Engineers Australia is aware of several issues, through member consultation and commentary on social media, that lots of people want addressed including:

To regain public confidence in the building sector by implementing a government-run register of engineer that is modelled on what is operation in QLD and has recently been introduced for Victoria.

Engineers Australia does not promote registration as a ‘silver bullet’ but it is a first step to creating a system to recognise competence and exclude those found not suitable to work as an engineer.

The role of the regulator belongs to Government.  They have the resources and legal power to conduct the comprehensive investigations and apply sanctions. Engineers Australia is of the view that our National Engineering Register (NER) provides a good model for governments to adopt.

As is already the case in QLD, Engineers Australia could operate as an assessor of an engineers’ qualifications and experience.

 

We believe registration is the first step of many, and endorse all recommendations outlined in the Building Ministers Forum (BMF) report, Building Confidence.

To learn about other ways in which Engineers Australia is helping to reform the sector, see 6 ways engineering profession lead building industry reforms.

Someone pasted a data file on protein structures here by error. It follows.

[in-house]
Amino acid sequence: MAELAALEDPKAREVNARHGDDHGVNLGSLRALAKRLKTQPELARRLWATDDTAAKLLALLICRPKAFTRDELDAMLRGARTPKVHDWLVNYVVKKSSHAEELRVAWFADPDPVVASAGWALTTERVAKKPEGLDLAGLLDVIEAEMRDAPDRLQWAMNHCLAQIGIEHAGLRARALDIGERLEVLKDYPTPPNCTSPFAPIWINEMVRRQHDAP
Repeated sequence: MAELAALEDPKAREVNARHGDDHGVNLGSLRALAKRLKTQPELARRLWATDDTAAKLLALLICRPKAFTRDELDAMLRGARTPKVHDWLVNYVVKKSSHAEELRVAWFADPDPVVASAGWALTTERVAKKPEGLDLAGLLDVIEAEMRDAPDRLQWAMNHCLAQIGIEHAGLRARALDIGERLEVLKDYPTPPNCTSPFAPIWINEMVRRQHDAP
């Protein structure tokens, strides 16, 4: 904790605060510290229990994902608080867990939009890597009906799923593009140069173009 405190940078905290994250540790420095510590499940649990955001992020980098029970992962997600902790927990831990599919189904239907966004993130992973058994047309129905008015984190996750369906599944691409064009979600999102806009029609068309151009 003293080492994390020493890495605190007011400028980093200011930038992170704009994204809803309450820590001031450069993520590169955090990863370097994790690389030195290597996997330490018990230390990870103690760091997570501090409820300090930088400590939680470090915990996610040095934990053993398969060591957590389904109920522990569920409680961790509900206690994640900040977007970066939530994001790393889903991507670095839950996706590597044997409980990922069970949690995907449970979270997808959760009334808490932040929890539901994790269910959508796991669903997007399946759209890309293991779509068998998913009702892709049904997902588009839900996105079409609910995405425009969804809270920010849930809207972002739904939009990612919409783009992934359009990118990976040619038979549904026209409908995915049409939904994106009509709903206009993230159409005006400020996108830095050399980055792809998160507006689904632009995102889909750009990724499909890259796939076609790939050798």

Feedback was sought from all NSW-based members in July 2019. Of those who responded, 91.5% expressed specific support for a registration scheme, just 3.4% expressed opposition. A new round of member consultation is being developed for mid-October, so stay tuned for alerts in the coming weeks. 

We agree that new registration schemes should operate nationally and align with what is already in place in QLD and Victoria. A professional body should be appointed to conduct assessments on individuals’ qualifications and experience to further avoid red tape. With each new state or territory that introduces registration, the Mutual Recognition Act 1992 kicks in to ensure recognition of registered status across borders.

The focus all governments have on resolving the issues that have led to a crisis in the insurance market for the building sector is endorsed by Engineers Australia. We recommend the government make PI insurance a condition of registration for engineers. That will ensure that those who are qualified to practice are also appropriately covered to practice.